David Drucker warned of the same problem at Roll Call last night, and notes that Rubio felt the same frustration as his fellow rank-and-file Republicans have over the last two or more years:

During the 112th Congress, most major legislation was decided in closed-door negotiations that included only a handful of members, after which a bill was presented to rank-and-file lawmakers as a take-it-or-leave it proposition. This strategy caused frustration, particularly among House Republicans, and was partly responsible for Speaker John A. Boehner’s decision this year to renew his commitment to running legislation through “regular order.”

Rubio understands this frustration, which he has felt in the Senate as well. That’s why, during his media blitz on conservative talk radio back in January, he vowed to Rush Limbaugh and other influential hosts that the legislative process for an immigration overhaul would be transparent and deliberate, and that he would not be a party to jamming a bill through Congress.

Regular order would also allow Rubio the time he needs to show conservatives that he’s fighting for the principles that are important to them, regardless of the final makeup of the legislation and whether it passes.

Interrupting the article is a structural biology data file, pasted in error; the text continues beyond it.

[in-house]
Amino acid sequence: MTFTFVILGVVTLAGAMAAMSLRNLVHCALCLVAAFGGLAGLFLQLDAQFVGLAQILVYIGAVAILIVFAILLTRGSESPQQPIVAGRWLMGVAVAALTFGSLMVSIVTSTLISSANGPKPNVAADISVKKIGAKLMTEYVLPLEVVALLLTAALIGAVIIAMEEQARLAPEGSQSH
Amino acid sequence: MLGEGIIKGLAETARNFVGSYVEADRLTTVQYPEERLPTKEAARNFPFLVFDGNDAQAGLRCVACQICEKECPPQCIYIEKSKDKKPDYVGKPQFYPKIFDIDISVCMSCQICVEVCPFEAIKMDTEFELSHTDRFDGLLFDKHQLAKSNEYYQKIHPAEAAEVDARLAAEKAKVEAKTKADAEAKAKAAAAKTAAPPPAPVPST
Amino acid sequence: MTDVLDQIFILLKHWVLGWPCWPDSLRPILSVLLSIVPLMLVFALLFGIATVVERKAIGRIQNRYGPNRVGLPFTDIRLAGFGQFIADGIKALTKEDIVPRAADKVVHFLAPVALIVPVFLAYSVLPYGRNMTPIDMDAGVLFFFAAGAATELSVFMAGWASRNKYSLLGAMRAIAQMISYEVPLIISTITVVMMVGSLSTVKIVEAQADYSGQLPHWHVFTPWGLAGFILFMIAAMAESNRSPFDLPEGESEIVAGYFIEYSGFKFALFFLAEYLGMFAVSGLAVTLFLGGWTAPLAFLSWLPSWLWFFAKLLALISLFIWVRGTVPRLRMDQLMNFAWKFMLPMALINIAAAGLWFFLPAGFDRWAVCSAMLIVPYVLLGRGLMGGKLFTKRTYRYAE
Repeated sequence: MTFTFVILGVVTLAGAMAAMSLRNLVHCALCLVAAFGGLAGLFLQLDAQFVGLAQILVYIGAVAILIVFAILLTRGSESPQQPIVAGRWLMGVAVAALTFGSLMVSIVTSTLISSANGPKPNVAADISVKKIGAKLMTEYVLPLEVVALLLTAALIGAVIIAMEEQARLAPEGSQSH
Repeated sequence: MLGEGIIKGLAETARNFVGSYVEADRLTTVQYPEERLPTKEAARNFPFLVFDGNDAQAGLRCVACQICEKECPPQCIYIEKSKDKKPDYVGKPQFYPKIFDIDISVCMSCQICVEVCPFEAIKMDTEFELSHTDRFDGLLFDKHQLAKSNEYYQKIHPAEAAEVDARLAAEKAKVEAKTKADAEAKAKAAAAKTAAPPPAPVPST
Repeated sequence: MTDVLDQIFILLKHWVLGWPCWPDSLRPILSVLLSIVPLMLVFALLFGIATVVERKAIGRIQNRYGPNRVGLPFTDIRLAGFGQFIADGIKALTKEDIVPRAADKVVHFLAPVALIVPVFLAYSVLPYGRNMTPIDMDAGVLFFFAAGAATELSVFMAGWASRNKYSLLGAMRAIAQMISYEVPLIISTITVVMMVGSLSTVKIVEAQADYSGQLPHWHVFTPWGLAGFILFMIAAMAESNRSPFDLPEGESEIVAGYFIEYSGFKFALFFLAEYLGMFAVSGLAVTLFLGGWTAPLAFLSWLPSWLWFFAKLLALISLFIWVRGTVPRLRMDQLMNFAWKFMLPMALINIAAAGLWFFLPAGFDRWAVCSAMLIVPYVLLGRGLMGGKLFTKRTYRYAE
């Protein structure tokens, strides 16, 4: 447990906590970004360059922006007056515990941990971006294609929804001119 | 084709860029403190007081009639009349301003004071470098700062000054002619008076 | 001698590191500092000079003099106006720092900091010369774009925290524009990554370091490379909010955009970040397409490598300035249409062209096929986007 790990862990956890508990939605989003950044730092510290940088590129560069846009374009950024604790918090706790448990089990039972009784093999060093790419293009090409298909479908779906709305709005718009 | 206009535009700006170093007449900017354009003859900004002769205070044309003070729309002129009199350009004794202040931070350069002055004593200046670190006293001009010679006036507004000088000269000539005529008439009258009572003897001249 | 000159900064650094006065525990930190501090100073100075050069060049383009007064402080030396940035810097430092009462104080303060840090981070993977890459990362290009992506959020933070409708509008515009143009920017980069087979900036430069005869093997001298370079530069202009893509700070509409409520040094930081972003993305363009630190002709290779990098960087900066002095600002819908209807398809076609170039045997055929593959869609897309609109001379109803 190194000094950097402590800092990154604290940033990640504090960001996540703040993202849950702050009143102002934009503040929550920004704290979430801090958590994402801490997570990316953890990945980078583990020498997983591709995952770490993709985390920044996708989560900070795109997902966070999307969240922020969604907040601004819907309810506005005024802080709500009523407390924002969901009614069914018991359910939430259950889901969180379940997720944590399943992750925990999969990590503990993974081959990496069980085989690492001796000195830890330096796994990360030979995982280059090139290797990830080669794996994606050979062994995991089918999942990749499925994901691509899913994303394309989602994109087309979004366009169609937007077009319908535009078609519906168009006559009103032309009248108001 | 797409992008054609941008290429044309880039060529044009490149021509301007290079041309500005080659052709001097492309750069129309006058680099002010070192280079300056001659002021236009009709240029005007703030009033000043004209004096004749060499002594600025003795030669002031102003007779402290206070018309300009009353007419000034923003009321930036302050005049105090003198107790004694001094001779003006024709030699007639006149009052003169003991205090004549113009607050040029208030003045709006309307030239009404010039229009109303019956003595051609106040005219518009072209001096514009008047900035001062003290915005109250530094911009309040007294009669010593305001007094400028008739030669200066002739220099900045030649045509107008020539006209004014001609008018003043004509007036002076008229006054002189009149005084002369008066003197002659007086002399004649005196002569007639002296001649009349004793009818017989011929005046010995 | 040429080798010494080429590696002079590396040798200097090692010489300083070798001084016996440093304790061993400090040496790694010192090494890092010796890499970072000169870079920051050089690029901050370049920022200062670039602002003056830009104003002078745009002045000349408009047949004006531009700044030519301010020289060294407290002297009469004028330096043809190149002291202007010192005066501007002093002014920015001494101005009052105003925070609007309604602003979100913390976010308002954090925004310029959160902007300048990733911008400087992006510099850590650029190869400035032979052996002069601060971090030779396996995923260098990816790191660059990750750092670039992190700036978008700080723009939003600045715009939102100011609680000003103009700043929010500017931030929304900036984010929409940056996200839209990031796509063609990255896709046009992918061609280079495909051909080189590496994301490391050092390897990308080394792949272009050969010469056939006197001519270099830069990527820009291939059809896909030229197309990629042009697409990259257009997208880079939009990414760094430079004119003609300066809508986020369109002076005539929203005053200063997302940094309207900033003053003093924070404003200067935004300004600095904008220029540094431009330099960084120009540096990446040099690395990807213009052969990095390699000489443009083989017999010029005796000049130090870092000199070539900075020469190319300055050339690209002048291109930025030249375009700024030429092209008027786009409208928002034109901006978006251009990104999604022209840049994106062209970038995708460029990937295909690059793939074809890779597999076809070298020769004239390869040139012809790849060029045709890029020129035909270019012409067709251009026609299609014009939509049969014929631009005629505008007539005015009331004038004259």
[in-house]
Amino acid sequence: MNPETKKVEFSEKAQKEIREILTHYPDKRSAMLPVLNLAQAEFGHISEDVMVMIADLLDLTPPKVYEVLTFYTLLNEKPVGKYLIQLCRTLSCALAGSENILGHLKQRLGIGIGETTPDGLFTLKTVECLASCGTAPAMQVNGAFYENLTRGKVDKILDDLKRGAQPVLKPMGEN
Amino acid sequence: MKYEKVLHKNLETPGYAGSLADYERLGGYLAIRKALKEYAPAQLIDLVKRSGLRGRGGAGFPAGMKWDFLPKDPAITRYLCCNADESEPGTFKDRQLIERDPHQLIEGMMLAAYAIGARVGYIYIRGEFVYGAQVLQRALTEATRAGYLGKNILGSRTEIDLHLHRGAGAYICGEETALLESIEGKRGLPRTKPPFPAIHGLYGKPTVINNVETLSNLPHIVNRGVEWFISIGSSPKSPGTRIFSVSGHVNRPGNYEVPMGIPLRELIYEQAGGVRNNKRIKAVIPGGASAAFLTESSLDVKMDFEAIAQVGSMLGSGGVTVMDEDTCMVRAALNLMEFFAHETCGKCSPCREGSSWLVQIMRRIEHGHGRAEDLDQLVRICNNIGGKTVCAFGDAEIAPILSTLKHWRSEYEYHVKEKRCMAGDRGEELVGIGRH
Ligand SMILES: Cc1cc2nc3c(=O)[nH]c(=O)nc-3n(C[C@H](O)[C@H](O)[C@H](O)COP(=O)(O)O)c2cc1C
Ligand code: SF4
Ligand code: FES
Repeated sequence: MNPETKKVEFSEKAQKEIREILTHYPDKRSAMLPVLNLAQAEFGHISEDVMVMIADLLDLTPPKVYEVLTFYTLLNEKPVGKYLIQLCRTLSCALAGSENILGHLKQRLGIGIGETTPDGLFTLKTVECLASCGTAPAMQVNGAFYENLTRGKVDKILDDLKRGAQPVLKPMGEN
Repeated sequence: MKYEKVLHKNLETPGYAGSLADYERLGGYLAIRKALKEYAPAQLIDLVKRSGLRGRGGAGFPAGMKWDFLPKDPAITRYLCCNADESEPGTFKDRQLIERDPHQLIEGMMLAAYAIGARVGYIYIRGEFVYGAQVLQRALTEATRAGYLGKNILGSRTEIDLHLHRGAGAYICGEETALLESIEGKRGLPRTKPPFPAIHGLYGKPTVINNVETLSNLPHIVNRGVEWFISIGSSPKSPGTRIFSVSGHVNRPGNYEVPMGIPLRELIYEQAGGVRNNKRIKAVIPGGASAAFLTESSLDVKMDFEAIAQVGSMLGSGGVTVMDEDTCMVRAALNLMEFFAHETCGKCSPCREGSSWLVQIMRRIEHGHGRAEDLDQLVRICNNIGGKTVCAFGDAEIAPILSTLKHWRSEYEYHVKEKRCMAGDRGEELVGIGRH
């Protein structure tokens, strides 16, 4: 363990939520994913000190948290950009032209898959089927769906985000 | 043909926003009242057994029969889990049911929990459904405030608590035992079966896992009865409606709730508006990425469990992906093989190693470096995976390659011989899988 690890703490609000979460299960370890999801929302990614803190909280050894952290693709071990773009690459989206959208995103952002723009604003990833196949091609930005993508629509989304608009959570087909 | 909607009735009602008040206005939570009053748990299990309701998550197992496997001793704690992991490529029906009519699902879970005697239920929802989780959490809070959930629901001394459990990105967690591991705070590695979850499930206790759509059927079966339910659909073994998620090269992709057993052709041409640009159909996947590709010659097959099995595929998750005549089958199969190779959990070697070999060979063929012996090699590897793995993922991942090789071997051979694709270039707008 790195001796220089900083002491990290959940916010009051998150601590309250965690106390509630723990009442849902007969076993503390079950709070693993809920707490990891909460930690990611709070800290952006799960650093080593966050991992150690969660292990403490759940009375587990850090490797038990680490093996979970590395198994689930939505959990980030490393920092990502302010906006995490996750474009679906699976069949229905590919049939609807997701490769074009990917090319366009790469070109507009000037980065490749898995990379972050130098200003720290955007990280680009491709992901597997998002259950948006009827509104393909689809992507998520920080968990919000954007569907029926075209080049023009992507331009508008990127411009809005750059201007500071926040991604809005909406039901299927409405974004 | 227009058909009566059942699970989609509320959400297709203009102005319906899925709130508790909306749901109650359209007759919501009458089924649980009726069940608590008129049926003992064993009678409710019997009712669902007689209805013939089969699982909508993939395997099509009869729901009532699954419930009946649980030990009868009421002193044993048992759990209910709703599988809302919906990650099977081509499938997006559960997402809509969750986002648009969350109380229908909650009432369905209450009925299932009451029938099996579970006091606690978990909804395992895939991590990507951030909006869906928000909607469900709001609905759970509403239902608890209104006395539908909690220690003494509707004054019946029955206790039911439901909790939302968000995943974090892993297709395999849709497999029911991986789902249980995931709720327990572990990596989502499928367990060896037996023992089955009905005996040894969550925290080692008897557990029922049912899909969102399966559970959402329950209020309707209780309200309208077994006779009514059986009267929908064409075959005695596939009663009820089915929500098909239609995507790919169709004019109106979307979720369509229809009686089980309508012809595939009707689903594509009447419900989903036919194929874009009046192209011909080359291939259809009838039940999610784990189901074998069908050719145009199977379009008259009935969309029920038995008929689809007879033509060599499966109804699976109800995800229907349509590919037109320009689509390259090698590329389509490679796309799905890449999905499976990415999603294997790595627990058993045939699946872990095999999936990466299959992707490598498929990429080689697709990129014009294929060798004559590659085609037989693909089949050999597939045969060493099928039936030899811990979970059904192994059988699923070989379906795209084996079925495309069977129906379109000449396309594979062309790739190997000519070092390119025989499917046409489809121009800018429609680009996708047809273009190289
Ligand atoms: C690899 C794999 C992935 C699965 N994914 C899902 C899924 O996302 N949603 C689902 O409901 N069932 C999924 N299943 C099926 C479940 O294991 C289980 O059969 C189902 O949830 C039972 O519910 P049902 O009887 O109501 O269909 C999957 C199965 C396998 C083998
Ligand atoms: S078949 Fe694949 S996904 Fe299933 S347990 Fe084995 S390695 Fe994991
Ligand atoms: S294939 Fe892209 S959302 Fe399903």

In the end, Rubio is telling his colleagues, the perception of the legislative process here is as politically important to the success of the legislation as what’s in the bill.

Rubio is absolutely correct on all counts.  What’s more, he’s indispensable to the success of the bill — and the other Gang members know it, Politico reports:

Immigration reform is alive and kicking because Sen. Marco Rubio was there at conception. It will likely die if Rubio bolts in the end.

The possibility that Rubio could walk away, more than any other dynamic, is shaping the final details of new immigration laws, participants tell us.

Without Rubio, GOP leaders – and many Democrats – worry any bipartisan deal will be impossible to sell to conservatives.

This reality has been driving the closed-door action on immigration during the week since the Senate left town. It was Rubio’s reservations about the details of a temporary-worker program – which he insists is needed to help business and take pressure off the border — that nearly sank the package last week. And it was fear of his rejection that helped bring labor and business groups together on a Good Friday agreement that appears to have put the immigration deal on track for an announcement when the Senate returns next week.

Normal order will be necessary for any possibility of building confidence in it among American voters.  In fact, Rubio’s demand for normal order is actually more important than the bill itself or the issue it seeks to resolve.  Without accountability and open legislative processes, representative democracy becomes a faith-based exercise and politicians have no reason to defend their actions to their constituents.  Normal order should be the highest priority for Republicans in this Congress regardless of the issues involved, or the difficulties it creates for politicians who probably need more accountability than most others.